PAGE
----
Review: Batman #48

“The Best Man” part 1

Writer: Tom King

Artist: Mikel Janin

The lead-up to the big wedding is finally happening. But first Batman must confront the Joker as he wrecks havoc in Gotham.

Batman #48 is an odd issue to say the least. This serves as yet another examination of the Joker and Batman’s relationship. Of course, the Joker ups the ante since he knows that Catwoman and Batman are getting married. While writer Tom King really plays up the “scorned-lover” angle from the Joker, it is nothing that we have not already seen before. For better examinations of the Joker/Batman relationship Scott Snyder’s Endgame or Alan Moore’s Killing Joke are more insightful examples.

What King does do right here is his characterization of the Joker.  He is not the crazy “ten-steps-ahead-of-you” death machine that Snyder turned him into. He seems fairly low-key here, coming in to a church to kill people for Batman’s attention. But more importantly, he is actually funny, but wildly unpredictable. This is more in-line with Joker from the The Animated Series. It is a little refreshing to see the Joker actually tell funny jokes.

King’s portrayal seems to be a slightly neurotic, self-deprecating villain. This Joker voices his mistakes and insecurities by using humor. But since it is a joke, you never know if he is serious or tricking you. It makes him a little more sympathetic to the readers and more engaging as a character. However, at the same time, he is a full-blown sociopath who kills whenever it suits him.

And this leads to the biggest problem in the comic: Batman himself. He seems so useless in this storyline. The Joker somehow killed an entire wedding party before Bats even arrived. And then when he did arrive, he stood by and did nothing as the Joker killed yet another civilian in front of him. The Joker is in control of the fight the entire time. Batman does not even try to talk with him to sway the his mind. In fact, The Dark Knight literally says only one word the entire issue. Furthermore, the tricks that the Joker plays on Batman are not new, yet The Caped Crusader is totally surprised when it happens. Here, Batman seems to be notoriously bad at his job.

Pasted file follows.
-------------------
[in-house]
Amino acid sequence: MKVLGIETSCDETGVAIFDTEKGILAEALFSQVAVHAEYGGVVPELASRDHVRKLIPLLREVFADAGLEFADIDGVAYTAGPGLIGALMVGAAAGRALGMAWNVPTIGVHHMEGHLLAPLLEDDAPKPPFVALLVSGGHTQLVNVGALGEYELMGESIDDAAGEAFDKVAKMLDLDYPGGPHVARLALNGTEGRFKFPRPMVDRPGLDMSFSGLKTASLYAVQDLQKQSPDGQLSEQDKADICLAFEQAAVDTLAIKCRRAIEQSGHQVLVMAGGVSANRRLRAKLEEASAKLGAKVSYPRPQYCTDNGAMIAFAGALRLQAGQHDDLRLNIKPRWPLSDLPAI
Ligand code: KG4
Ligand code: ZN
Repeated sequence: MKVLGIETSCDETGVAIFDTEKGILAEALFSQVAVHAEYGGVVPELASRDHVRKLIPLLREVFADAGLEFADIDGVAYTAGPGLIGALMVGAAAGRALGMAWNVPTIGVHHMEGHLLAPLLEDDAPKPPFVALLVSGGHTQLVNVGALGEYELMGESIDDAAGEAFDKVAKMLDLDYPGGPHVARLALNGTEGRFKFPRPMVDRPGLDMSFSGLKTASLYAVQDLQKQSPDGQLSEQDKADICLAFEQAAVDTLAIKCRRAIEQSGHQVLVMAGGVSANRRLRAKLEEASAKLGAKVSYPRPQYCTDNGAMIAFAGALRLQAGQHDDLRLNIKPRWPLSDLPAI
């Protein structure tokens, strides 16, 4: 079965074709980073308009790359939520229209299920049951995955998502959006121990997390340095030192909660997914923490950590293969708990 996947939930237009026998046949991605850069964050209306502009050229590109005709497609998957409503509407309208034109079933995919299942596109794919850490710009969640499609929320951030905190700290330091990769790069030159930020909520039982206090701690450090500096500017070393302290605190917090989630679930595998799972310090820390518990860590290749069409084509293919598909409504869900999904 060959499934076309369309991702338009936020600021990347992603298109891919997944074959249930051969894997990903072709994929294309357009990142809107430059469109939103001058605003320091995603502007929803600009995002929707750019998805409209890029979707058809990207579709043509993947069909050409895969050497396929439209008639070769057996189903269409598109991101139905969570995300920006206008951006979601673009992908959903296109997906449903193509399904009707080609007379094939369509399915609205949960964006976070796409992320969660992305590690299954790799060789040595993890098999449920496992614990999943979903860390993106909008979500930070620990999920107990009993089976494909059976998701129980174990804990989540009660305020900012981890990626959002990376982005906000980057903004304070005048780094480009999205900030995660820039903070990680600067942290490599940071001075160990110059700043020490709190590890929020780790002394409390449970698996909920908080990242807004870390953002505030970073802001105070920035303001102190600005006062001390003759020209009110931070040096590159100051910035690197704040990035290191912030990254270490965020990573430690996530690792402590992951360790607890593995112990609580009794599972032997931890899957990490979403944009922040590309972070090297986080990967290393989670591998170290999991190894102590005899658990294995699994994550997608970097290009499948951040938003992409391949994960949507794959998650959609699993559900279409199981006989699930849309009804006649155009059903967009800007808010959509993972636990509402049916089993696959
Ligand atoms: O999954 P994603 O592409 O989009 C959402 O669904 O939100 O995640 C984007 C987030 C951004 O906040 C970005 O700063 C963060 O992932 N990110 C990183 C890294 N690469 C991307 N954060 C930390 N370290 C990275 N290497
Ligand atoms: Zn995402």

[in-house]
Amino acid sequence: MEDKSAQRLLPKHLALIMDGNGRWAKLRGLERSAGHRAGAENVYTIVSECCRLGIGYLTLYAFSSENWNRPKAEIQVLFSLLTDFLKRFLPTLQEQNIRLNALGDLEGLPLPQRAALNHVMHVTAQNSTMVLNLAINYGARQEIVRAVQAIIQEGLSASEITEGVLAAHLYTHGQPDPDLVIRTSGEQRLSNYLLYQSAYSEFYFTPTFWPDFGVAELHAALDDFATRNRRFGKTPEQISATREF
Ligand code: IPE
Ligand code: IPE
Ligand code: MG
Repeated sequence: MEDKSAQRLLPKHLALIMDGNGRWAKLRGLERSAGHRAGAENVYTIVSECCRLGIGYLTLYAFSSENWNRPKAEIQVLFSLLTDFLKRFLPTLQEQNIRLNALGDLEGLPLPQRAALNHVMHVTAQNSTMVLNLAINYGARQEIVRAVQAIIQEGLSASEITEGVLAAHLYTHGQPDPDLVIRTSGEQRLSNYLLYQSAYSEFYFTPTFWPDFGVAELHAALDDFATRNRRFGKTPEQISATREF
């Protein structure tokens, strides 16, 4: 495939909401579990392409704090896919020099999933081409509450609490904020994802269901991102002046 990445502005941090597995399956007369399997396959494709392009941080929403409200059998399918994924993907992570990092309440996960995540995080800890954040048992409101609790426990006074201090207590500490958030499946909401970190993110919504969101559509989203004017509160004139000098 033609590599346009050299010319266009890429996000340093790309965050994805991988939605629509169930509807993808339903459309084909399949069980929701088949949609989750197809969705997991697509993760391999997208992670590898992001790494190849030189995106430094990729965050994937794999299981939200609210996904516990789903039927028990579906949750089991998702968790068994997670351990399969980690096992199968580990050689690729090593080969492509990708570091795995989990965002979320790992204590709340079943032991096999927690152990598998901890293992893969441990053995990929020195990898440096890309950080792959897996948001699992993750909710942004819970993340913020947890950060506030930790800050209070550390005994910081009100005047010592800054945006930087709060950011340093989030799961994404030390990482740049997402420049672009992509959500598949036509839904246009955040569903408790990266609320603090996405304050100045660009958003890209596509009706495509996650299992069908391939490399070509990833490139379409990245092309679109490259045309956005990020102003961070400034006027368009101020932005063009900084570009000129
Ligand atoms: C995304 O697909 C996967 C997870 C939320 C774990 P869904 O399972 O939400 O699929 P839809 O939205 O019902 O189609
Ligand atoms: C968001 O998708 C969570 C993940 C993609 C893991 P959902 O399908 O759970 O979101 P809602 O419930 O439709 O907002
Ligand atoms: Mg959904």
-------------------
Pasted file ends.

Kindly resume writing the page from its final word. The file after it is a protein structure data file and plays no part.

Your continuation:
The whole situation’s so bad that one may think they are reading a dream sequence or something similar. Batman is unbelievably incompetent here. Why is this standoff stretched out to an entire issue? More importantly, what is the Joker’s end goal here? King seems to tease a bigger plan afoot, but I’m not seeing it so far.

On the bright side, Mikel Janin’s art is spectacular. His characters seem less stiff and more expressive. Joker in particularly is extremely emotive and his facial expressions are not overly grotesque. The Joker actually looks like a normal guy if one ignores his unique coloring. This more normal look for the Joker plays into King’s interpretation of him being more humanized. Beyond his character work, Janin’s backgrounds are amazing. A lavishly ordained church is perfect for Mikel’s talents. The intricacies of the backgrounds and the buildings is a sight to behold.

Conclusion

King and Janin made a comic that has some good characterization and beautiful art. However, the thin plot and an unusually incompetent Batman drag down the good qualities of the creative team’s work.

Images Courtesy Of DC Entertainment

Eric Lee

Eric Lee

Eric Lee hails from San Francisco, California and has been one of the biggest fans of Batman since he was 2 years old when his dad showed him Tim Burton's 'Batman' on a fuzzy VHS. Currently, Eric is an avid comic book reader and writer and illustrator working on his own graphic novel. You can see his doodles at meeleeart.com.